Delicious gummy vitamins can make you feel like a kid again eating fun, chewable vitamins (or Haribo), but, frankly, they taste a little too good. Eating more than the recommended serving — usually two or three gummies — could harm you in certain cases. In others, you’re not going to get the benefit you think you’re getting and will have consumed calories you could’ve used on, you know, real food, says Sonya Angelone, MS, RDN, CLT, a spokesperson for the Academy of Nutrition and Dietetics.
For instance, if you take too much vitamin C, your body will see to it that you pee out what you didn’t use. You will also likely get diarrhea and stomach cramps, warns Angelone. Taking too much calcium without the proper amounts of vitamins D and K2 could lead to free calcium in your body because it’s not getting into your bones. “The calcium is going to linger in your bloodstream longer and it can contribute to calcification of your arteries or joint calcification,” she says. And while many calcium supplements contain D, they don’t have K2, and neither do vitamin D supplements, which some people take for immune support. “If you don’t take calcium with K2 or vitamin D with K2 — since vitamin D increases calcium absorption — then I think you’re setting yourself up for secondary problems,” she says.
Then there are cases where your supplementation won’t do a whole hell of a lot, and vitamin C is again in the hot seat. “People tend to buy vitamin C for their immune system but I would say vitamin D is more effective at supporting it,” she tells the Cut. “And how are you eating? Immune systems work off protein and other vitamins and minerals to be healthy.” Though she admits there are good studies showing that taking vitamin C at the first onset of cold symptoms can help decrease the virus’s severity and duration by about half a day. Angelone says she’d take a few thousand milligrams (the National Library of Medicine suggests 1,000 to 2,000 milligrams), but taking a few hundred milligrams every day is probably not going to prevent you from getting rundown.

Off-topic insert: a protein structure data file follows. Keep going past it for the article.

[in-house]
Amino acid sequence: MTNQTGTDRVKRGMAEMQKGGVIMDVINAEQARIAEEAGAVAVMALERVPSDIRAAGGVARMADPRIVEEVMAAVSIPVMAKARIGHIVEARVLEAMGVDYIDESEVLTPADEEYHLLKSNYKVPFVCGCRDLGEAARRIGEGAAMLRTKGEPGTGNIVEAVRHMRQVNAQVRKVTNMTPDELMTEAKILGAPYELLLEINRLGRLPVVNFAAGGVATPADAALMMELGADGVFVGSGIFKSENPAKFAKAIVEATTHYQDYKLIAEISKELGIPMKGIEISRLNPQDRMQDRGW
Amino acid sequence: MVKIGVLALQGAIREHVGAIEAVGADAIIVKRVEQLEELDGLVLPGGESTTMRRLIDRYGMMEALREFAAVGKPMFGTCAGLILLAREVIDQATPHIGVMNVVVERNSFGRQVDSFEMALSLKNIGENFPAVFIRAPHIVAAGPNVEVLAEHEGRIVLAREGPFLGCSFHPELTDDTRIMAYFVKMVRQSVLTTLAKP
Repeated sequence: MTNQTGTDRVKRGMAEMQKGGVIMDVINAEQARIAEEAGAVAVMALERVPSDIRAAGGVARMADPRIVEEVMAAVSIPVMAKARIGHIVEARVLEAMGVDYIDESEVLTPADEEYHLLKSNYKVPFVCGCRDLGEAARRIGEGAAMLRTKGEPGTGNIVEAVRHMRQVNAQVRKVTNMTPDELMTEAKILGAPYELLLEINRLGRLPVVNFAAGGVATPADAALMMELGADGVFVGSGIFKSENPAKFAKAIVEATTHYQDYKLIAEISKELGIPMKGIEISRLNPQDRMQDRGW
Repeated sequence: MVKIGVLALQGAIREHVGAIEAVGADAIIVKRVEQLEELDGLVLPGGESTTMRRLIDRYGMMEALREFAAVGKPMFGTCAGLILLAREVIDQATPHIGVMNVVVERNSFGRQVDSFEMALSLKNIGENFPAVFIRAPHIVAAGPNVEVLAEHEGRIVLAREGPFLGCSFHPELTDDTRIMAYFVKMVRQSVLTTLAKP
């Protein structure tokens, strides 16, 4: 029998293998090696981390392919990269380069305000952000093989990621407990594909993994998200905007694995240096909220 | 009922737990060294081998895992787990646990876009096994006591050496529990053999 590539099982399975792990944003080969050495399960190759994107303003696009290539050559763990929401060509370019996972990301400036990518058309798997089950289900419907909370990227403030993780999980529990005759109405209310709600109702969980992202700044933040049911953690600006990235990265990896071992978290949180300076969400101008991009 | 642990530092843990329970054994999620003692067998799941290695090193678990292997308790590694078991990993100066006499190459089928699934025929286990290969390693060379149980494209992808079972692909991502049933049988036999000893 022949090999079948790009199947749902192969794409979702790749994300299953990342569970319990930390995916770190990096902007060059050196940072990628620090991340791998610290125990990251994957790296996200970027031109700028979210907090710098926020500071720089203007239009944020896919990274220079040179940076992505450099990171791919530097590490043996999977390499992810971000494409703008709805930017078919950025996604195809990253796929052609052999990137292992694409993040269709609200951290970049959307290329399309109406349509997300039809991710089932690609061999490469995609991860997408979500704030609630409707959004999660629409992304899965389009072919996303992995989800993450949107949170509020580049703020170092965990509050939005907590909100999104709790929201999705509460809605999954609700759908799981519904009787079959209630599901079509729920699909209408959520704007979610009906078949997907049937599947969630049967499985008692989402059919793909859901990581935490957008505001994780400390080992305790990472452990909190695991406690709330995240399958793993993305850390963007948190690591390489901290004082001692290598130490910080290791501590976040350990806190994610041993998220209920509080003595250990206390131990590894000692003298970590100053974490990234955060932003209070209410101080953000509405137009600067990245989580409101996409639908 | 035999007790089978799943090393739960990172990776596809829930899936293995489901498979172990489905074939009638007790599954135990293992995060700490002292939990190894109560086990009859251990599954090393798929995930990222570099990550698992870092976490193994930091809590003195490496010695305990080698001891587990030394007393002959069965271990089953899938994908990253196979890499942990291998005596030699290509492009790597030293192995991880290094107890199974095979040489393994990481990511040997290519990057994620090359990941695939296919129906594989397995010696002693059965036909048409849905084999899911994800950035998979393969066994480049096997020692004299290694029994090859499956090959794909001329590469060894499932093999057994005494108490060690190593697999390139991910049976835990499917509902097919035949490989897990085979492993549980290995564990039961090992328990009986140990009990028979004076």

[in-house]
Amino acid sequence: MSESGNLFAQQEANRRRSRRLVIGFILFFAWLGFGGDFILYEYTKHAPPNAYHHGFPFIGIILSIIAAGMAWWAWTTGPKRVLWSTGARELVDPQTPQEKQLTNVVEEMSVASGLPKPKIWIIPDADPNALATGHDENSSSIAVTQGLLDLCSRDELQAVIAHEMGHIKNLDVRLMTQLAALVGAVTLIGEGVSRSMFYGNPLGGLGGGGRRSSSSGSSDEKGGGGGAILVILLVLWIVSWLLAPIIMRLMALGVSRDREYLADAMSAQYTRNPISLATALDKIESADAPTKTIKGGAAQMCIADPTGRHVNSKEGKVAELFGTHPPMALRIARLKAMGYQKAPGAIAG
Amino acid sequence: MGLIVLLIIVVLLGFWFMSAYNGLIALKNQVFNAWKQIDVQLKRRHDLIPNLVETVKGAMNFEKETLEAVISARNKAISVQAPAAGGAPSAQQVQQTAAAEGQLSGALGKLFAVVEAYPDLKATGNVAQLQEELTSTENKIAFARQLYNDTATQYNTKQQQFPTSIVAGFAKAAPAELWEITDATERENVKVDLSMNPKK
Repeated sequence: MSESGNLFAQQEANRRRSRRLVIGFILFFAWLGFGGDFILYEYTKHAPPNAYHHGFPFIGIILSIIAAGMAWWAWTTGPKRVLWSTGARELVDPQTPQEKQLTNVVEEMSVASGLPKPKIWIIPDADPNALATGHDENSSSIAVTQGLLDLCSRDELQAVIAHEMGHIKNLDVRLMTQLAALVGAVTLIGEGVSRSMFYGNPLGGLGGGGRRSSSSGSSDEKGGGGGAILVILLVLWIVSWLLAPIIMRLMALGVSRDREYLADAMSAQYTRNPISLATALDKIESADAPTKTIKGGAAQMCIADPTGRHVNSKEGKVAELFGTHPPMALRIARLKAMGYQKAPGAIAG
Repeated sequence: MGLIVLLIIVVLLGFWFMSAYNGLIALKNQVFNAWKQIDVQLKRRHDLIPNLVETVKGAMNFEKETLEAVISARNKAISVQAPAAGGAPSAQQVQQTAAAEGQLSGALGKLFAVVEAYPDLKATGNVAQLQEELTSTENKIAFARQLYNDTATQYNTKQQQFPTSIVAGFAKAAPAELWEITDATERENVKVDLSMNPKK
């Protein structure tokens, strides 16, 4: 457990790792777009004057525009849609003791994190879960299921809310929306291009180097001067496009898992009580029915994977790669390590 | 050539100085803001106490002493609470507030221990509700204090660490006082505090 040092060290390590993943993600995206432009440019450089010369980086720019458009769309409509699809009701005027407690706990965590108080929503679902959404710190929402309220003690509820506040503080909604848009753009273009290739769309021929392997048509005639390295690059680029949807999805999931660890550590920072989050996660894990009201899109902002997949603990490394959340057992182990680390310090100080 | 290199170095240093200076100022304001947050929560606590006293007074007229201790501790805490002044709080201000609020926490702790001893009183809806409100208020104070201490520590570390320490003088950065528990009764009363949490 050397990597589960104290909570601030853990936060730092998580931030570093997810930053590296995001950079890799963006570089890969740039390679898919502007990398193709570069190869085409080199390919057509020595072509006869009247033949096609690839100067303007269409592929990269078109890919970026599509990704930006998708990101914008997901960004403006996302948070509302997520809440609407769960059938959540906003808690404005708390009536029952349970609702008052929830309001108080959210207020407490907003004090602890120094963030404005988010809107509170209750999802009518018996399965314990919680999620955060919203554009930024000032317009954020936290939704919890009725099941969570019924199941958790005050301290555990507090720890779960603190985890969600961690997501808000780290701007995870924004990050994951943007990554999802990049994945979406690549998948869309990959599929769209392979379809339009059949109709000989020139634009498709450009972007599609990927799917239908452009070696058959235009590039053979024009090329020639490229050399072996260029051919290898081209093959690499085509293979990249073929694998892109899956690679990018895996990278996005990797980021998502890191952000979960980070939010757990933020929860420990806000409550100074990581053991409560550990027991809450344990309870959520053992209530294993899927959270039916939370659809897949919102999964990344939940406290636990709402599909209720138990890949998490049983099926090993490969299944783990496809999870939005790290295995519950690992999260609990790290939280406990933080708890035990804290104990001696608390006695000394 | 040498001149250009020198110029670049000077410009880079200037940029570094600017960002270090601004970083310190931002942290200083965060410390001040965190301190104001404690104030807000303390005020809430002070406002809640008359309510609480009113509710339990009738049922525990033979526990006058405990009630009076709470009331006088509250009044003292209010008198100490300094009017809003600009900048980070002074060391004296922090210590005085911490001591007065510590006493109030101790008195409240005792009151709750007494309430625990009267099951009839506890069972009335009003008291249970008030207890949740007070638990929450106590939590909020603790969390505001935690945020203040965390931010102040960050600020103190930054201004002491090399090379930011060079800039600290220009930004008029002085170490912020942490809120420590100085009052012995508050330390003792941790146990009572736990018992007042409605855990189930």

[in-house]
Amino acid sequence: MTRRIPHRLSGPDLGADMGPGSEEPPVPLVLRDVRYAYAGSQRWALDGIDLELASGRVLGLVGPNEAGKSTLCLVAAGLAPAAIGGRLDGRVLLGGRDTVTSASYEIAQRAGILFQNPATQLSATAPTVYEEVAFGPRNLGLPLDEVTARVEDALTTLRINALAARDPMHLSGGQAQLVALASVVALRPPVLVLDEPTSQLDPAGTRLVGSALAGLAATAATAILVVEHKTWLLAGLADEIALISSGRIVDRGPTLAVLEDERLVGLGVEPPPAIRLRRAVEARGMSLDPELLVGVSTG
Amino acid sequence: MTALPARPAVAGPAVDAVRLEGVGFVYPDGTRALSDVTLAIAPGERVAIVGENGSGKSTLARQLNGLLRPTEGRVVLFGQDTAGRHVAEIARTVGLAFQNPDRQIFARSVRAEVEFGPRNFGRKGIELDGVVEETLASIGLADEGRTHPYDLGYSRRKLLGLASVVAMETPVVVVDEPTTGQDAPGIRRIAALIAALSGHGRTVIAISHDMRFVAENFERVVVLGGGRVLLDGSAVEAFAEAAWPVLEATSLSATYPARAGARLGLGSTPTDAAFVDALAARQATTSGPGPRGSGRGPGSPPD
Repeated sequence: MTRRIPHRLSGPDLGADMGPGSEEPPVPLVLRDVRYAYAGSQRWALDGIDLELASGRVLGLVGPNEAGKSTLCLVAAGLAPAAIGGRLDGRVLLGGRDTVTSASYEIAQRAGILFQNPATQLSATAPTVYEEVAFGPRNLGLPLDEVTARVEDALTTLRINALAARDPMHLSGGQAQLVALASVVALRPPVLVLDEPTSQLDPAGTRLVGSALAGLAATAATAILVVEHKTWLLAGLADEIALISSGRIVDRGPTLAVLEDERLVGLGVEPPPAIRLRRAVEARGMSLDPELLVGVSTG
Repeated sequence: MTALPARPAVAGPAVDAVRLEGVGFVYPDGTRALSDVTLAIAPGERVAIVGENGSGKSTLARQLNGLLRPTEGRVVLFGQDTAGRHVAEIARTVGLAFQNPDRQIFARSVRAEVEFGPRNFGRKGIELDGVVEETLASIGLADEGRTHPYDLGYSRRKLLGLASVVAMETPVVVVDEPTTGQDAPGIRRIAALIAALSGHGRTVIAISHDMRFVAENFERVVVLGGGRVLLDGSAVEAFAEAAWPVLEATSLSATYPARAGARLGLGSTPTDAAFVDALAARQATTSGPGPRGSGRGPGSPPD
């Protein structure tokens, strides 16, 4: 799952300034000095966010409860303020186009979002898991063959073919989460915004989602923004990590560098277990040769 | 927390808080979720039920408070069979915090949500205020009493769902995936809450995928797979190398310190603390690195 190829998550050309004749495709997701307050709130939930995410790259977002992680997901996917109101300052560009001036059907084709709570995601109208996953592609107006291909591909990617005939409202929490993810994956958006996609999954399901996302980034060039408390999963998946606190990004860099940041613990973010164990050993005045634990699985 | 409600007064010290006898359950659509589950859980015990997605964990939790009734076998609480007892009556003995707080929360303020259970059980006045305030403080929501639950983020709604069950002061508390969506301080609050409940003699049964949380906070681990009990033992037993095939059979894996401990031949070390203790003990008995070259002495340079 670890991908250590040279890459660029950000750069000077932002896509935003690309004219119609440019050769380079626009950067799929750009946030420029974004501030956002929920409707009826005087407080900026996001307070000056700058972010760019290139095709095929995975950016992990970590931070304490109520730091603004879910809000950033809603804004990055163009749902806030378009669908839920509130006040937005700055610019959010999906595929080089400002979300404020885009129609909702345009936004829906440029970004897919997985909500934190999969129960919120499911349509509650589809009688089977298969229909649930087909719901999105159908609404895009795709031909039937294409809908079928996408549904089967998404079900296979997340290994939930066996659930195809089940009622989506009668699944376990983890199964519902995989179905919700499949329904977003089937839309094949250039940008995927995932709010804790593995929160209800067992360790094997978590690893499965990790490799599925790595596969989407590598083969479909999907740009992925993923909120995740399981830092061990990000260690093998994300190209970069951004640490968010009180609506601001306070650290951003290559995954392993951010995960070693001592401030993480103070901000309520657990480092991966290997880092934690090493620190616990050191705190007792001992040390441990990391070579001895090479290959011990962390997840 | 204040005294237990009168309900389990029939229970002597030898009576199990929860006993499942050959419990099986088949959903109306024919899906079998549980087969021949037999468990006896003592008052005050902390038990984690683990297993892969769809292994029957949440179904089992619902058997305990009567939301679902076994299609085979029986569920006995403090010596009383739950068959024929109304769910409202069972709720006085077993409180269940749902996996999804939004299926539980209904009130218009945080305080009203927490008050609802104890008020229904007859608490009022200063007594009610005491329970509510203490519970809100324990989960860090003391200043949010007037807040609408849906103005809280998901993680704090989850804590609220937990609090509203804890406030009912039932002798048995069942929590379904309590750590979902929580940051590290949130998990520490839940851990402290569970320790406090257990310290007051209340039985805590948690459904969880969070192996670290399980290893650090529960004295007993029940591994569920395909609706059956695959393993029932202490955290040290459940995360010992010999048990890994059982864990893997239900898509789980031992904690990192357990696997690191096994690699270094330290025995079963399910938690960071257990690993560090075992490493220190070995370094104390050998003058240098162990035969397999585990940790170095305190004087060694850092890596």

Some people take B12 because the bottle claims to give them energy, but Angelone says B12 only works with other B vitamins, and you need all of them. “I rarely would recommend someone take B12 alone because if they’re low in B12 they may be low in other B vitamins and you’d want to figure out why,” she says.
These examples get at the larger idea that “nutrients work in concert with each other, like letters in the alphabet. You need several letters to make words because they work together to give meaning.” So really, you shouldn’t take just one nutrient. “And if you do, sometimes you can create a problem or an imbalance, or you can create another problem downstream.”
Okay, then I’ll take a gummy multivitamin, you say. Gummy multis probably aren’t worth it at all, Angelone says, because many don’t contain minerals or, if they do, it’s small amounts of a few like calcium, phosphorus, and iodine. No magnesium, potassium, iron, selenium, or zinc. “I find that people need more minerals than they need vitamins. Vitamins are easier to get [from food],” she says. Gummies tend to have pathetic mineral levels because taste is part of their appeal and lots of minerals taste horrible, iron and magnesium especially, Angelone says.
Since you’re chewing it, it has to taste good — and this palatability is achieved with sugar. “They’re basically candy, which is sort of a problem,” Angelone says. “One of my clients has a sweet tooth and she can’t stop eating them. I said, ‘You have to throw them out because you’re going to cause yourself harm.”
Traditional vitamins don’t contain sugar (or any calories for that matter) but gummies require sugar and other additives to maintain their shape. “The bottle of vitamin D gummies I’m holding lists the first ingredient as corn syrup. The next ingredient is sugar, then water, gelatin, citric acid, and corn starch,” she says. “So it’s sugar, sugar, water, cows’ hooves, citric acid, corn starch (calories), coconut oil, malic acid, tartaric acid, and carnauba wax, which I put on my car to make it shiny.” An individual gummy only has 10 or 15 calories, but it’s probably not wise to associate something you’re doing for your health with sugar and, again, you could be eating real food instead of corn syrup.
Still, she doesn’t think gummies are totally evil. “They’re certainly an option for some people, especially people who have trouble swallowing pills, but you’d have to know that it’s really a sugar pill with some nutrients and that there may be better ways to get those nutrients.” But if you’re the kind of person who’s tempted by sweets, she suggests not keeping the bottle out on your kitchen counter. “Most people, when they see something, they want to eat it. Visual cues are one of the problems with weight issues.” And this kind of snacking could actually be harmful. You could keep your gummies in your medicine cabinet or in a cupboard.
Speaking from personal experience, under absolutely no circumstance should you keep them at work, where you might be tempted to chow down on your “fruit snacks” when you don’t have cash for the vending machine.